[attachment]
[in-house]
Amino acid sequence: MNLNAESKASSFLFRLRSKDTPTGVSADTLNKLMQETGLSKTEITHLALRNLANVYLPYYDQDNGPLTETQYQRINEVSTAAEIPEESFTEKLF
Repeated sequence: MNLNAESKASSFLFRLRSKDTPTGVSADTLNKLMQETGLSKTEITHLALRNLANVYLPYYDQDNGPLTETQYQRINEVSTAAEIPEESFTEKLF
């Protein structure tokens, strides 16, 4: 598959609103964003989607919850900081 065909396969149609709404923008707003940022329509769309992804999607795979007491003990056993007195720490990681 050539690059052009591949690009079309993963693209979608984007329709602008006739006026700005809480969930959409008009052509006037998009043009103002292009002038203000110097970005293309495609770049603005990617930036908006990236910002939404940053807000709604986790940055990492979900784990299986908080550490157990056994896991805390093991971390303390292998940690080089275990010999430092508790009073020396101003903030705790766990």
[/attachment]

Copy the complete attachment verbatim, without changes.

[in-house]
Amino acid sequence: MNLNAESKASSFLFRLRSKDTPTGVSADTLNKLMQETGLSKTEITHLALRNLANVYLPYYDQDNGPLTETQYQRINEVSTAAEIPEESFTEKLF
Repeated sequence: MNLNAESKASSFLFRLRSKDTPTGVSADTLNKLMQETGLSKTEITHLALRNLANVYLPYYDQDNGPLTETQYQRINEVSTAAEIPEESFTEKLF
């Protein structure tokens, strides 16, 4: 598959609103964003989607919850900081 065909396969149609709404923008707003940022329509769309992804999607795979007491003990056993007195720490990681 050539690059052009591949690009079309993963693209979608984007329709602008006739006026700005809480969930959409008009052509006037998009043009103002292009002038203000110097970005293309495609770049603005990617930036908006990236910002939404940053807000709604986790940055990492979900784990299986908080550490157990056994896991805390093991971390303390292998940690080089275990010999430092508790009073020396101003903030705790766990």